Some of the highlights of her trip include a much calmer walk through Broadmoor as opposed to crossing along the many busy intersections on Madison Ave.

Beyond anecdotes

The morning commute shown above is good for story telling. It's an intuitive anecdote for why this could be a worthwhile proposal. However, travel behavior is highly interdependent. Every choice one person makes has potential ripple effects for others.

We need more than a handful of individual examples. A/B Street uses Seattle's Soundcast travel demand model to generate a realistic set of workday trips for the given area — for this area, that's about 75,000 trips. A/B Street includes tools to analyze each of these trips and aggregate overall travel experiences — allowing us to see beyond anecdotes to visualize trends across the map. Let's take a look at how overall trip times and some safety metrics are affected by this proposal.

Trip Durations

Cars: Individual Trips

Comparing each driver's trip time before vs. after this change, some trips were a little faster, while others a little slower.

There appears to be a small positive bias, perhaps due to less contention on Madison, but overall it's mostly a wash for drivers, which is a boring, but useful validation.

Walking and Biking: Individual Trips

It gets more interesting for people walking and cycling. Especially for longer trips, people get where they're going more quickly after being allowed access through Broadmoor, with few trips experiencing a slowdown.

Apart from the benefits conveyed to pedestrians and cyclists, these charts also nicely show the interdependent nature of travel. For example, even though overall travel time and the routes available to drivers didn't change much, individual drivers did experience downstream effects of pedestrians and bicyclists making different choices. This interdependence is fertile soil for unintended consequences, which is why having tools to measure overall impact is essential.

Time Saved / Lost

The dot charts above are helpful for seeing the shape of some trends, but it's hard to quantify the improvements. These next charts compare the total amount of time saved across all trips with the total amount of time lost.

Cars: Overall

Here we can confirm the small bias for faster car trips, but not much more time is gained than was lost by others, implying a mostly neutral change across all people driving.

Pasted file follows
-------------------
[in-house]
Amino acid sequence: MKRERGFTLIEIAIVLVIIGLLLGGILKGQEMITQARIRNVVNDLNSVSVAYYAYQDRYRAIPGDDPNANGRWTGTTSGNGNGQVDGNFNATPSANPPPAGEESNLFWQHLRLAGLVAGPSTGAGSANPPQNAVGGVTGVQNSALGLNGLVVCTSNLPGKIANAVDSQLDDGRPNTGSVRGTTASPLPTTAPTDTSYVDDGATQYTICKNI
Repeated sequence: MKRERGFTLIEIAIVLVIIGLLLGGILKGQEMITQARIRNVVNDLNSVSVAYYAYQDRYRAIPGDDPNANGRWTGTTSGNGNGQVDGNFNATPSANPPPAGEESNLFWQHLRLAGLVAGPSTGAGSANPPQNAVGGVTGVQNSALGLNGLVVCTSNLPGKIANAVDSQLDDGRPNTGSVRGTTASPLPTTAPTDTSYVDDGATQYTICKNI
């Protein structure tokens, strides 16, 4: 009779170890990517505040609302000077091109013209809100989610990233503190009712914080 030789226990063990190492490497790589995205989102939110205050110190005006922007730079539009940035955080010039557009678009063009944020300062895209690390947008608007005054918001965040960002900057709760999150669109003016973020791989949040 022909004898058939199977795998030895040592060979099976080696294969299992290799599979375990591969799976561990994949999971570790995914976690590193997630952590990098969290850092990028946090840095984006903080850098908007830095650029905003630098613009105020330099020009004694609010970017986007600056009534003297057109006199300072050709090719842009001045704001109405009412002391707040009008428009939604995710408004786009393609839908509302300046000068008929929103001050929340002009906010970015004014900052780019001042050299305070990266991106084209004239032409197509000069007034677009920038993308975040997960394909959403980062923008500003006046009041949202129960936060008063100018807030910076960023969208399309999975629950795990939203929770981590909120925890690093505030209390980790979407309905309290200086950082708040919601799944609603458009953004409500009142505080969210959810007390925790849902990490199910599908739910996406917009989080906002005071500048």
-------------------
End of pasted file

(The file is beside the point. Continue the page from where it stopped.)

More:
Walking and Biking: Overall

A clearer trend emerges for people walking and biking — many long trips were substantially faster given access to Broadmoor.

Trip duration is worth considering as a gut check to make sure a proposal seems reasonable, and this proposal indeed has some favorable evidence for faster trips, but trip duration shouldn't be the only, or even most important, effect to consider. In particular, there are important safety metrics we can measure with A/B Street which we'll dive into next.


All people should be able to get where they're going safely. As our most vulnerable road users, people walking, bicycling, and those using mobility aids deserve extra consideration.

There is an increasing effort to not only look at previous crash sites, but also to consider the types of places where crashes are likely to occur. By prioritizing places based on their similarity to crash sites, we can prevent or mitigate future crash sites before someone is hurt. In this vein, last year Seattle DOT released a safety study analyzing which physical roadway features that are associated with an increased risk of traffic-related death or serious injury.

For example:

Right hook crash risk tends to be higher on arterial streets. [...] This could be due to the overall complexity of the intersection and/or the width of the intersection.3

By classifying these risky features, A/B Street can keep tabs as people in the simulation are exposed to these risks. You can follow an individual's trip and see what risks they are exposed to, or, for a macro view, you can aggregate and identify map-wide hot spots for specific problems. Using A/B Street, you can compare how a proposal affects these metrics.

Identifying Hotspots

a heatmap covering about a square mile of streets south of the Montlake
  Bridge, with hotspots on the intersections leading up to the bridge

A/B Street's "problem" view helps you identify risk exposure hotspots.

These streets south of the Montlake Bridge exhibit several risk factors, including wide streets with fast moving vehicles and many-legged intersections.

Because the Montlake Bridge is one of only a couple plausible connections between the University District and central Seattle, it has relatively high bike and foot traffic.

The inherent riskiness of these kinds of streets, paired with the high number of people using them, results in a risk exposure hotspot worth extra scrutiny.

Walking: Arterial Intersections

2-D grid chart, bucketing trips by trip duration on the x-axis and
  number of arterial intersections crossed on the y-axis, showing a clear
  postive bias for hundreds of walking tris, especially for longer trips. Just